“Why do you tell your child a thing twenty times?” asked some one of a mother. “Because,” said she, “I find nineteen times is not enough.” Now, when a soul is to be ploughed, it may so happen that hundreds of furrows will not do it. What then? Why, plough all day till the work is done. Whether you are ministers, missionaries, teachers, or private soul-winners, never grow weary, for your work is noble, and the reward of it is infinite. The grace of God is seen in our being permitted to engage in such holy service; it is greatly magnified in sustaining us in it, and it will be pre-eminently conspicuous in enabling us to hold out till we can say, “I have finished the work which thou gavest me to do.” ~Charles Haddon Spurgeon
Ever feel like you have nothing to show for all your hard work in the home? You make lunch for littles only to sweep more crumbs off the floor. You organize a closet only to have it get cluttered again. You train your children and they throw a fit at the family gathering. You serve your husband but he doesn’t seem to notice.
What’s the point?
Nothing drains our zeal for homemaking like the feeling of futility. As the wise man in Ecclesiastes asks: “What does man gain by all the toil at which he toils under the sun?” (Ecc. 1:3)
His answer is as (apparently) disheartening as it is realistic:
“Then I considered all that my hands had done and the toil I had expended in doing it, and behold, all was vanity and a striving after wind, andthere was nothing to be gained under the sun” (Ecc. 2:11, emphasis mine).
This is reality—the reality of your life and mine, your homemaking and mine—without Easter Sunday. Nothing to be gained. Worthless. Pointless. A waste of time.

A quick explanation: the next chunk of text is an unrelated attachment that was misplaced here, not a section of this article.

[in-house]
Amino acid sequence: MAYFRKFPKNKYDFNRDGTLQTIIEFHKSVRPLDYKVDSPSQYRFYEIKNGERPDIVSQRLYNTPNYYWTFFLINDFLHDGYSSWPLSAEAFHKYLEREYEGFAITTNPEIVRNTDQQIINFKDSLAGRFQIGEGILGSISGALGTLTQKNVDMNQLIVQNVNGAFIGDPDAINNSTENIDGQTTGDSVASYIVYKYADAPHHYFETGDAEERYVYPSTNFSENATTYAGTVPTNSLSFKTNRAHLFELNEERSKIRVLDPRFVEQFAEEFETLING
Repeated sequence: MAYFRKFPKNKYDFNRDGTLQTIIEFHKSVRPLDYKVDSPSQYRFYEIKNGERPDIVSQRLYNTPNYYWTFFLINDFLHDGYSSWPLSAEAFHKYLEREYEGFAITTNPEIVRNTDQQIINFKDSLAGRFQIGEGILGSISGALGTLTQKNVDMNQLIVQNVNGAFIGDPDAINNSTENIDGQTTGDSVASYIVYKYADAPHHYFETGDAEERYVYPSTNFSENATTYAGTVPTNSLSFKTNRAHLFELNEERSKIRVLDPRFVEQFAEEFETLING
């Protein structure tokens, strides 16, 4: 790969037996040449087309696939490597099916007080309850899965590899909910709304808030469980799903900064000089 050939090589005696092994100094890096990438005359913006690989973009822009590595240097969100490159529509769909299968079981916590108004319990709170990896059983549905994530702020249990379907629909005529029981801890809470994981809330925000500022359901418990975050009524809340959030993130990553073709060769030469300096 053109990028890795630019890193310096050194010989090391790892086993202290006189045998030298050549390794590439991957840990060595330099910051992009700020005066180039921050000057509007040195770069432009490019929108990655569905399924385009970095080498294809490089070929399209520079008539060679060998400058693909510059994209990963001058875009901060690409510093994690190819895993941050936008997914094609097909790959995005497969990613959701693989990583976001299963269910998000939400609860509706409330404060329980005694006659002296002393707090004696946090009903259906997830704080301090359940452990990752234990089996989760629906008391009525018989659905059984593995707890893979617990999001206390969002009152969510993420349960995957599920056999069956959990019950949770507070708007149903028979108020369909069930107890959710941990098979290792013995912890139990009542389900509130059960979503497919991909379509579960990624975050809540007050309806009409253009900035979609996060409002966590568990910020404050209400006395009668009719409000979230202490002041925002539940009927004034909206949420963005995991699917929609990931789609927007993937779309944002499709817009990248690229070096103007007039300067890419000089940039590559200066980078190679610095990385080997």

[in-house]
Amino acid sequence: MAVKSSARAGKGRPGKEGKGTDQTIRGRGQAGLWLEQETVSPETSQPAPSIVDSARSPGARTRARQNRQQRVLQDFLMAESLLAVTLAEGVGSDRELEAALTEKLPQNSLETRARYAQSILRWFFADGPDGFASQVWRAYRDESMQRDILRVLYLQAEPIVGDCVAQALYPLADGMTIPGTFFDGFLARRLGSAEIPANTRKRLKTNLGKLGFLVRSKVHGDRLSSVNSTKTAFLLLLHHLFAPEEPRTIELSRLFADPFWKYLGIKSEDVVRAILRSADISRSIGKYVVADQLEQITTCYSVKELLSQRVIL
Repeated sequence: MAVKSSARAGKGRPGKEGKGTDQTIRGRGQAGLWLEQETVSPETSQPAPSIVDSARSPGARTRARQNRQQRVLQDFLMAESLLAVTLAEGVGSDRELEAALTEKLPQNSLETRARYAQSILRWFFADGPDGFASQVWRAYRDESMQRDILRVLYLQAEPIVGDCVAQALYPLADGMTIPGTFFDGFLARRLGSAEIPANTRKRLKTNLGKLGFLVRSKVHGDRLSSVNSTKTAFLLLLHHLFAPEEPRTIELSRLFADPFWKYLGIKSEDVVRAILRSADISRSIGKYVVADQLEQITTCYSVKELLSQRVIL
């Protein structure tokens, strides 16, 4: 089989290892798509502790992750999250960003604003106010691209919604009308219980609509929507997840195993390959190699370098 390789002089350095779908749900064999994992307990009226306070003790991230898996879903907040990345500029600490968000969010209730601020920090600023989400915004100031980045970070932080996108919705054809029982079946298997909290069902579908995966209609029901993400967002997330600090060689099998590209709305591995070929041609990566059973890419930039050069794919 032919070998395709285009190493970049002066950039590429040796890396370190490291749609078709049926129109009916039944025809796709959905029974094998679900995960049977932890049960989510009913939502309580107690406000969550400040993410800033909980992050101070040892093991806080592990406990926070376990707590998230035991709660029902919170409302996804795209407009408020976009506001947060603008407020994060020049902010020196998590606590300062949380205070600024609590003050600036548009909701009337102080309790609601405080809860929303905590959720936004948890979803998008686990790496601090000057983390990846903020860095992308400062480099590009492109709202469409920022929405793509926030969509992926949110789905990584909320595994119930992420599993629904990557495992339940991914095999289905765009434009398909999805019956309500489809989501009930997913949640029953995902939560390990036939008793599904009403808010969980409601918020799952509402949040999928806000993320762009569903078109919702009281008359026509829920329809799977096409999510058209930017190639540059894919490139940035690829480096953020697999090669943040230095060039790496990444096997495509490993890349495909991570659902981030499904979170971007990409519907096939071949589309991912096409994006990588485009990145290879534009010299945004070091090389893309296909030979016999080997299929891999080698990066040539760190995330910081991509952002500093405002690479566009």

But the cross of Jesus Christ, and his resurrection from the dead, changes everything. Not only has death been “swallowed up in victory” says Paul in 1 Corinthians 15:55, but also the futility that flows from death. Because of the resurrection, our work is not a waste of time.
“Therefore [in light of the glorious resurrection], my beloved brothers, be steadfast, immovable, always abounding in the work of the Lord, knowing that in the Lord your labor is not in vain” (1 Cor. 15:58).
What should we do in light of the resurrection? Here in this verse God tells us: “stick with it” “don’t give up” “keep working.” The resurrection of Jesus Christ not only certifies that “it is finished,” it tells us to “get going.”
The resurrection motivates us to work hard, for all work done “in the Lord”—for his glory and in his strength—is not in vain. It is not pointless. Because of the resurrection all floor-mopping and sippy-cup-filling done “in the Lord” will last forever.
Sure, if we work in our home for human applause our work will be in vain. Our family will never appreciate us enough. The world will never esteem us enough. Even if we seek our own personal satisfaction or fulfillment, we’ll come up empty. Nothing will be gained. We might as well go chase the wind.
But if we abound in the work of the Lord, for the sake of the glory of our Lord, we can be absolutely sure it is not in vain, as surely as we know that our Savior rose from the grave.